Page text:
Deaths on the roads far outstrip those on the railways, yet spending on rail safety is far higher than that on roads.
This week we ask: Are we spending too much money on rail safety?
Robert Gifford, executive director, Parliamentary Advisory Council for Transport Safety
In the cold light of day, it is very easy to say 'Yes' to this question.
After all, I haven't had to face the relative of someone killed in a train crash like those at Southall or Ladbroke Grove. I am not the Secretary of State for Transport responding to the aftermath of a high profile event.
Yet we must not to let emotions get the better of judgement.
Finance is a scarce resource.
Society needs to be sure that it is getting maximum benefit for investments made.
The statistical price for preventing a fatality on the roads is £1.14M. Obviously, I hope my own life would be worth far more to my relatives and friends, but a statistical value does give us a starting point when assessing whether road engineering schemes should go ahead.
The railways have rightly accepted the need for a higher value when dealing with fatalities occurring in train crashes.
After all, as passengers, we expect the train companies to take greater care of us.
Initially, the higher value was placed at £3.5M. Yet more recently, the Train Protection Warning System, now required by law, values a human life at over £10M. Now, the European Rail Traffic Management System goes even further, costing as much as £75M per life saved.
It may be right to expect a higher level of safety in a public transport system than we will tolerate behind the wheels of our own cars.
Perhaps we should expect train and coach operators to take greater care of us. What we need to know is why we are expecting this and what impact such an approach will have on financing the transport system.
In highway engineering, we can save lives for an investment of £100,000 with road humps, chicanes and roundabouts. With the costs of rail safety increasing day by day, we are likely to crowd out the small improvements that would benefit us all.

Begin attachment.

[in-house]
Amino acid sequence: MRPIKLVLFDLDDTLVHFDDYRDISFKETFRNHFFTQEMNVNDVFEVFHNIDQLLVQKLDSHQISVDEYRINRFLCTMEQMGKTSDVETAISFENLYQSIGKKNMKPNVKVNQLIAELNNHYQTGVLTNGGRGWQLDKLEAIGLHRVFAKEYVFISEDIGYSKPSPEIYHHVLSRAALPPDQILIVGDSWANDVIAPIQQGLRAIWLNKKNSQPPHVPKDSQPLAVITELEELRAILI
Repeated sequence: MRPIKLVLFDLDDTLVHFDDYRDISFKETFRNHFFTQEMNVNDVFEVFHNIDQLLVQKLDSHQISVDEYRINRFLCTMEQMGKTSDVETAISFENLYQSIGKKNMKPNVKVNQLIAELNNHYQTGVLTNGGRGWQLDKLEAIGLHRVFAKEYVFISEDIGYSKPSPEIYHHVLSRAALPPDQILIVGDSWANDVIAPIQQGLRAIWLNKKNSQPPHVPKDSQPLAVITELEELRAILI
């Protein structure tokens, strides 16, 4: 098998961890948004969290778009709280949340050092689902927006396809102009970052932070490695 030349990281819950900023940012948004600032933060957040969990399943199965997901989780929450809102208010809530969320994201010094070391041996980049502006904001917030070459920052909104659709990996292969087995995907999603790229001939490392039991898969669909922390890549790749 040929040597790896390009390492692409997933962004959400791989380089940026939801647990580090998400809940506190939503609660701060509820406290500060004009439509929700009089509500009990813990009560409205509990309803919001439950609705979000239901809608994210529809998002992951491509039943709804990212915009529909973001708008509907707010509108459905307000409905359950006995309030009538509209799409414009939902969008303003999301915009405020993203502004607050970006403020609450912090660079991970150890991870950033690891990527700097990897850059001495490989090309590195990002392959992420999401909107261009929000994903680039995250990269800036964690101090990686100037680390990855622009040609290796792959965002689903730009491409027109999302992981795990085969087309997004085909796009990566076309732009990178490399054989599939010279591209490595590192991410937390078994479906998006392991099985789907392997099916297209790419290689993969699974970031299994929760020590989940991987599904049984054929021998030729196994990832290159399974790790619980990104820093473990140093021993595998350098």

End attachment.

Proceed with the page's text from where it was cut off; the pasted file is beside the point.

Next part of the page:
Richard Clifton, Health & Safety Executive
There is never a right time for any industry to slacken its efforts on safety.
Proper attention to safety is essential to achieve acceptable levels of performance.
The most successful enterprises are those where competent management takes safety issues in its stride and achieves safe, reliable, performance that meets customers' expectations.
Some of the biggest performance challenges for the rail network result from the consequences of safety lapses. These lapses may require enormous programmes to rectify past neglect (Hatfield) or take whole routes out of service at enormous cost and inconvenience (London's Central Line).
The safety record of the railway network has, like all other industries, improved over time with the benefit of continuous improvement from investment and better risk management.
Yet we still have a major catastrophic accident every 18 months or so. I want the rail industry to complete the TPWS installation programme, phase out slam-door trains, consider the potential for safety improvement when investing in infrastructure projects like realigning or changing the height of platforms and devote sufficient resource to safety management, including managing contractors.
Myths about excessive attention to safety are circulated in the industry - something which in itself suggests the focus is not sufficiently on safety improvement.
Safety law requires devoting managerial effort and financial resource to control risks to the extent of being 'reasonably practicable'. The meaning of these words, defined in case law, should ensure risks are properly controlled without disproportionate expenditure.
Travelling by train is safer than by car, which is what passengers expect - they put their lives in others' hands. The fact that other modes of transport are less safe is no excuse for ignoring safety on the railways.
Whether or not more should be invested in road safety, there should be no slackening of effort on safety in the railway industry.
Current spending is not too much.
The facts lIn 2000, 3,409 people were killed on the roads.
Half were car occupants, a quarter were pedestrians with over a fifth motorcycle or bicycle riders. The balance was made up of bus, coach and heavy goods vehicle occupants.
lNorth Yorkshire roads were the most dangerous with 165 killed or seriously injured in 1998. Nearby Redcar & Cleveland was safest with 36.
lLast year 32 people died on the railways, excluding suicides and trespassers, which amounted to an extra 275 deaths.
lThere has been a steady fall in the number of train incidents over the past four years.
lEighty seven per cent of all car casualties are front seat occupants.
lExcess or inappropriate speed is a main or contributory factor in one third of all collisions.